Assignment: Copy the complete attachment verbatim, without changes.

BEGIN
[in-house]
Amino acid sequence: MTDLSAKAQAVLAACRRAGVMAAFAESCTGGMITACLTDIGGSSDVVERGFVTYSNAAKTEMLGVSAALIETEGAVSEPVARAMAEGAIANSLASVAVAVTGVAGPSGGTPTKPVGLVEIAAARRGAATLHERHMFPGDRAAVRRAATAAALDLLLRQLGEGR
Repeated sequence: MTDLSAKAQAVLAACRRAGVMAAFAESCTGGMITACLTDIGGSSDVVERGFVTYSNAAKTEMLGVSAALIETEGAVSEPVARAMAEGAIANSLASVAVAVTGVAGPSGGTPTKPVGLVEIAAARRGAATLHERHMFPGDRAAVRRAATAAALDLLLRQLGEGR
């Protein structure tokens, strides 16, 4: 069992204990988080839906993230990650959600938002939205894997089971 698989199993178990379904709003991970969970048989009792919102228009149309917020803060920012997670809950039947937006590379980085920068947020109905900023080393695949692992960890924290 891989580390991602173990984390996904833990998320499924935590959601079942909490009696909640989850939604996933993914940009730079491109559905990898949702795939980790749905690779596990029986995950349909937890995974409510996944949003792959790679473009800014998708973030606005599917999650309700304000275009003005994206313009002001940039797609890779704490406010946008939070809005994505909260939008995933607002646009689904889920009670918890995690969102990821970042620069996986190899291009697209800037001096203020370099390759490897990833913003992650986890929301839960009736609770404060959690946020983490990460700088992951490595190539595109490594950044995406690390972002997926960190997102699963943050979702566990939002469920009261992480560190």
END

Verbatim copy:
[in-house]
Amino acid sequence: MTDLSAKAQAVLAACRRAGVMAAFAESCTGGMITACLTDIGGSSDVVERGFVTYSNAAKTEMLGVSAALIETEGAVSEPVARAMAEGAIANSLASVAVAVTGVAGPSGGTPTKPVGLVEIAAARRGAATLHERHMFPGDRAAVRRAATAAALDLLLRQLGEGR
Repeated sequence: MTDLSAKAQAVLAACRRAGVMAAFAESCTGGMITACLTDIGGSSDVVERGFVTYSNAAKTEMLGVSAALIETEGAVSEPVARAMAEGAIANSLASVAVAVTGVAGPSGGTPTKPVGLVEIAAARRGAATLHERHMFPGDRAAVRRAATAAALDLLLRQLGEGR
């Protein structure tokens, strides 16, 4: 069992204990988080839906993230990650959600938002939205894997089971 698989199993178990379904709003991970969970048989009792919102228009149309917020803060920012997670809950039947937006590379980085920068947020109905900023080393695949692992960890924290 891989580390991602173990984390996904833990998320499924935590959601079942909490009696909640989850939604996933993914940009730079491109559905990898949702795939980790749905690779596990029986995950349909937890995974409510996944949003792959790679473009800014998708973030606005599917999650309700304000275009003005994206313009002001940039797609890779704490406010946008939070809005994505909260939008995933607002646009689904889920009670918890995690969102990821970042620069996986190899291009697209800037001096203020370099390759490897990833913003992650986890929301839960009736609770404060959690946020983490990460700088992951490595190539595109490594950044995406690390972002997926960190997102699963943050979702566990939002469920009261992480560190």